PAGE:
#xml #parser

yanked rust-xml

Uses old Rust 2015

0.1.1 Nov 21, 2014
0.1.0 Nov 12, 2014
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rust-xml, an XML library for Rust

Build Status

rust-xml is an XML library for Rust programming language. It is heavily inspired by Java stream-based XML API (StAX).

This library currently contains pull parser much like StAX event reader. It provides iterator API, so you can leverage Rust's existing iterators library features.

This parser is mostly full-featured, however, there are limitation:

  • no other encodings but UTF-8 are supported yet, because no stream-based encoding library is available now; when (or if) one will be available, I'll try to make use of it;
  • DTD validation is not supported, <!DOCTYPE> declarations are completely ignored; thus no support for custom entities too; internal DTD declarations are likely to cause parsing errors;
  • attribute value normalization is not performed, and end-of-line characters are not normalized too.

Other than that the parser tries to be mostly XML-1.0-compliant.

What is planned (highest priority first):

  1. XML emitter, that is, an analog of StAX event writer, including pretty printing;
  2. parsing into a DOM tree and its serialization back to XML text;
  3. SAX-like callback-based parser (fairly easy to implement over pull parser);
  4. some kind of test infrastructure;
  5. more convenience features, like filtering over produced events;
  6. missing features required by XML standard (e.g. aforementioned normalization);
  7. DTD validation;
  8. (let's dream a bit) XML Schema validation.

Hopefully XML emitter will be implemented soon. This will allow easy stream processing, for example, transformation of large XML documents.

Building and using

rust-xml uses Cargo, so just add a dependency section in your project's manifest:

[dependencies.rust-xml]
git = "https://github.com/netvl/rust-xml"

Parsing

xml::reader::EventReader requires a Buffer to read from. When proper stream-based encoding library will be available, it is likely that it will be switched to use whatever character stream structure this library will provide, but currently it is a Buffer. However, there are several static methods which allow to create a parser from string or a byte vector.

EventReader usage is very straightforward. Just provide a Buffer and then create an iterator over events:

#![feature(globs)]

extern crate xml;

use std::io::File;
use std::io::BufferedReader;

use xml::reader::EventReader;
use xml::reader::events::*;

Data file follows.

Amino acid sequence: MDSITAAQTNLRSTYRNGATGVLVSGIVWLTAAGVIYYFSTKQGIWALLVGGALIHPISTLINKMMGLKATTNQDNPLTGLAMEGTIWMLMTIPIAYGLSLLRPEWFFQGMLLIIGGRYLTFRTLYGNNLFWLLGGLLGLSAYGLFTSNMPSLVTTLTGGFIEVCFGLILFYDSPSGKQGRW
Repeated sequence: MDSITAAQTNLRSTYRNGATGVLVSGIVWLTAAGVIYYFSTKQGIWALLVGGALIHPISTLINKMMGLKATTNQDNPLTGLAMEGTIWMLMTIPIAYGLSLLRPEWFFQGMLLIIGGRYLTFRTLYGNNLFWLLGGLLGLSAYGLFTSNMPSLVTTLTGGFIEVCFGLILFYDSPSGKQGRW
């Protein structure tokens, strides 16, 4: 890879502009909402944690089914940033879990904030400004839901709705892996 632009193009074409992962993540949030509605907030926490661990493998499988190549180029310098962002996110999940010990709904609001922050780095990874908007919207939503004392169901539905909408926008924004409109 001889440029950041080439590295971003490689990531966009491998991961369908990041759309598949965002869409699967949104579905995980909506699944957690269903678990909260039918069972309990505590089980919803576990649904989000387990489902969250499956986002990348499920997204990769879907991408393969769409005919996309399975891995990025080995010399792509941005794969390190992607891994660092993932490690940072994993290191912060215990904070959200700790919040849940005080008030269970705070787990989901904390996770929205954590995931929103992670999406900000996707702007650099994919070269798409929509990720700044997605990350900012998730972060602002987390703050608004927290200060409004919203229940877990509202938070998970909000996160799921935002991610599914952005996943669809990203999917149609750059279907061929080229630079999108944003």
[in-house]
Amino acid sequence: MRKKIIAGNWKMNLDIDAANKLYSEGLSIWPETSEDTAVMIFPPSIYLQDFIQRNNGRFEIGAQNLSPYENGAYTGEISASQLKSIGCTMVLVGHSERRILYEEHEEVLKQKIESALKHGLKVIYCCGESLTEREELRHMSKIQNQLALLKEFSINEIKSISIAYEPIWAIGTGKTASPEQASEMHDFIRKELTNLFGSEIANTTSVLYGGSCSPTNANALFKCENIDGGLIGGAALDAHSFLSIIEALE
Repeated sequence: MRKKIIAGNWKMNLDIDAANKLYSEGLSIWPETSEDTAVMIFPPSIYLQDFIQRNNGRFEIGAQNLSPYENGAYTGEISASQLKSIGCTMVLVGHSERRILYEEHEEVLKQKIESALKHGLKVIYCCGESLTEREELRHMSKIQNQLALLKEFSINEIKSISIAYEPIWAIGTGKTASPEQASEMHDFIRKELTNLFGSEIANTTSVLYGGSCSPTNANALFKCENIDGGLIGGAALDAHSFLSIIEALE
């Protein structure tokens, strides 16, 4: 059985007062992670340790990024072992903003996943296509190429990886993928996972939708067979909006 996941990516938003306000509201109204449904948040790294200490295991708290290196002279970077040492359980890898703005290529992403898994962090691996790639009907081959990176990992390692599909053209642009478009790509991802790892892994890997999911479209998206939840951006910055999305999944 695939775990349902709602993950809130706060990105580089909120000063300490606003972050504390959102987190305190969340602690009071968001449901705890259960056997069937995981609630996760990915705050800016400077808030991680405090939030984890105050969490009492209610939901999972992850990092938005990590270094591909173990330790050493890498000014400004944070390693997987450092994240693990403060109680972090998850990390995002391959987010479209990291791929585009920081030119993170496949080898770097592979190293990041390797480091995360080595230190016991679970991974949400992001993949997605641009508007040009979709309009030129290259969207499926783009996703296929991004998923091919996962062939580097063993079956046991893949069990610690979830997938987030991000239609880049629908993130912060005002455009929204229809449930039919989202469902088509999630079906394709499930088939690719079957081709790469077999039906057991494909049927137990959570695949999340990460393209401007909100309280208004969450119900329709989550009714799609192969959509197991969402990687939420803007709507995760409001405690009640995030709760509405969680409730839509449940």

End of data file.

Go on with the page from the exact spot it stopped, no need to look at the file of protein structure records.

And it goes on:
fn indent(size: uint) -> String {
    let mut result = String::with_capacity(size*4);
    for _ in range(0, size) {
        result.push_str("    ");
    }
    result
}

fn main() {
    let file = File::open(&Path::new("file.xml")).unwrap();
    let reader = BufferedReader::new(file);

    let mut parser = EventReader::new(reader);
    let mut depth = 0;
    for e in parser.events() {
        match e {
            StartElement { name, .. } => {
                println!("{}/{}", indent(depth), name);
                depth += 1;
            }
            EndElement { name } => {
                depth -= 1;
                println!("{}/{}", indent(depth), name);
            }
            Error(e) => {
                println!("Error: {}", e);
                break;
            }
            _ => {}
        }
    }
}

events() should be called only once, that is, every instance of an iterator it returns will always use the same underlying parser (TODO: make consuming iterator). Document parsing can end normally or with an error. Regardless of exact cause, the parsing process will be stopped, and iterator will terminate normally.

You can also have finer control over when to pull the next event from the parser using its own next() method:

match parser.next() {
    ...
}

Upon end of document or an error encounter the parser will rememeber that last event and will always return it in the result of next() call afterwards.

It is also possible to tweak parsing process a little using xml::reader::ParserConfig structure. See its documentation for more information and examples.

Other things

No performance tests or measurements are done. The implementation is rather naive, and no specific optimizations are made. Hopefully the library is sufficiently fast to process documents of common size.

License

This library is licensed under MIT license. Feel free to post found issues on GitHub issue tracker: http://github.com/netvl/rust-xml/issues.


Copyright (C) Vladimir Matveev, 2014

No runtime deps